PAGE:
Environmental full-cost accounting

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Environmental full-cost accounting (EFCA) is a method of cost accounting that traces direct costs and allocates indirect costs[1] by collecting and presenting information about the possible environmental, social and economic costs and benefits or advantages – in short, about the "triple bottom line" – for each proposed alternative. It is also known as true-cost accounting (TCA), but, as definitions for "true" and "full" are inherently subjective, experts consider both terms problematic.[n 1]

Since costs and advantages are usually considered in terms of environmental, economic and social impacts, full or true cost efforts are collectively called the "triple bottom line". A large number of standards now exist in this area including Ecological Footprint, eco-labels, and the United Nations International Council for Local Environmental Initiatives approach to triple bottom line using the ecoBudget metric. The International Organization for Standardization (ISO) has several accredited standards useful in FCA or TCA including for greenhouse gases, the ISO 26000 series for corporate social responsibility coming in 2010, and the ISO 19011 standard for audits including all these.

Because of this evolution of terminology in public sector use especially, the term full-cost accounting is now more commonly used in management accounting, e.g. infrastructure management and finance. Use of the terms FCA or TCA usually indicate relatively conservative extensions of current management practices, and incremental improvements to GAAP to deal with waste output or resource input.

These have the advantage of avoiding the more contentious questions of social cost.

Concepts[edit]

Full-cost accounting embodies several key concepts that distinguish it from standard accounting techniques. The following list highlights the basic tenets of FCA.

Accounting for:

  1. Costs rather than outlays (see explanation below);
  2. Hidden costs and externalities;
  3. Overhead and indirect costs;
  4. Past and future outlays;
  5. Costs according to lifecycle of the product.

1. Costs rather than outlays[edit]

Expenditure of cash to acquire or use a resource. A cost is the cash value of the resource as it is used. For example, an outlay is made when a vehicle is purchased, but the cost of the vehicle is incurred over its active life (e.g., 10 years). The cost of the vehicle must be allocated over a period of time because every year of its use contributes to the depreciation of the vehicle's value.

2. Hidden costs[edit]

The value of goods and services is reflected as a cost even if no cash outlay is involved. One community might receive a grant from a state, for example, to purchase equipment. This equipment has value, even though the community did not pay for it in cash. The equipment, therefore, should be valued in an FCA analysis.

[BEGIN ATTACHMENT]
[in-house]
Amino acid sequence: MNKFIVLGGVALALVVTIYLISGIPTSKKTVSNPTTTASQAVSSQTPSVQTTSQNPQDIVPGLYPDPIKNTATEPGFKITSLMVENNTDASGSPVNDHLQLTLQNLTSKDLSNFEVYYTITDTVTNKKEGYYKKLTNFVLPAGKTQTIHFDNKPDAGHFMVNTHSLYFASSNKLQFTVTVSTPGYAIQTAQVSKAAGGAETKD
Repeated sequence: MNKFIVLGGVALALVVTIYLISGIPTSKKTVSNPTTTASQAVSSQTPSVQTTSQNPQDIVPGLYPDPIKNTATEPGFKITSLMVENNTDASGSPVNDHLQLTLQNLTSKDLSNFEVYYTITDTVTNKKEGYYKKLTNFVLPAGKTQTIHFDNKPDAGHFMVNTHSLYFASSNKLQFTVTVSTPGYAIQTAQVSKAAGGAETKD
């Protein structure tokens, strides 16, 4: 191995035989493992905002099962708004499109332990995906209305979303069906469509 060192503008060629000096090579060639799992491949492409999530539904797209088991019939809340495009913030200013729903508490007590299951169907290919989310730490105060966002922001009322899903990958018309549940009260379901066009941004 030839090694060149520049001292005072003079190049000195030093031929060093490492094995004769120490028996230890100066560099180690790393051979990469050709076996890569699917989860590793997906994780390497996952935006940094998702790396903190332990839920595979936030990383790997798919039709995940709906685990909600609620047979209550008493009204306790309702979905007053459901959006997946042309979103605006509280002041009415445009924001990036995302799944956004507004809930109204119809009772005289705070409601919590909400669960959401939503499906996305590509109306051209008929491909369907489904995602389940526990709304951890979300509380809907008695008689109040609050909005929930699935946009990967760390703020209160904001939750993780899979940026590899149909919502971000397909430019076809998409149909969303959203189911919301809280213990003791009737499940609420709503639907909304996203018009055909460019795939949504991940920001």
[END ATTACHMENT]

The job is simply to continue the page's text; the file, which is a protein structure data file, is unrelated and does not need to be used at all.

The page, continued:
3. Overhead and indirect costs[edit]

FCA accounts for all overhead and indirect costs, including those that are shared with other public agencies. Overhead and indirect costs might include legal services, administrative support, data processing, billing, and purchasing. Environmental costs as indirect costs include the full range of costs throughout the life-cycle of a product (Life cycle assessment), some of which even do not show up in the firm's bottom line. [2] It also contains fixed overhead, fixed administration expense etc.

4. Past and future outlays[edit]

Past and future cash outlays often do not appear on annual budgets under cash accounting systems. Past (or upfront) costs are initial investments necessary to implement services such as the acquisition of vehicles, equipment, or facilities. Future (or back-end) outlays are costs incurred to complete operations such as facility closure and postclosure care, equipment retirement, and post-employment health and retirement benefits.

Examples of full-cost accounting[edit]

Waste management[edit]

For example, the State of Florida uses the term full-cost accounting for its solid waste management. In this instance, FCA is a systematic approach for identifying, summing, and reporting the actual costs of solid waste management. It takes into account past and future outlays, overhead (oversight and support services) costs, and operating costs.[3][4]

Integrated solid waste management systems consist of a variety of municipal solid waste (MSW) activities and paths. Activities are the building blocks of the system, which may include waste collection, operation of transfer stations, transport to waste management facilities, waste processing and disposal, and sale of byproducts. Paths are the directions that MSW follows in the course of integrated solid waste management (i.e., the point of generation through processing and ultimate disposition) and include recycling, composting, waste-to-energy, and landfill disposal. The cost of some activities is shared between paths. Understanding the costs of MSW activities is often necessary for compiling the costs of the entire solid waste system, and helps municipalities evaluate whether to provide a service itself or contract out for it. However, in considering changes that affect how much MSW ends up being recycled, composted, converted to energy, or landfilled, the analyst should focus the costs of the different paths. Understanding the full costs of each MSW path is an essential first step in discussing whether to shift the flows of MSW one way another.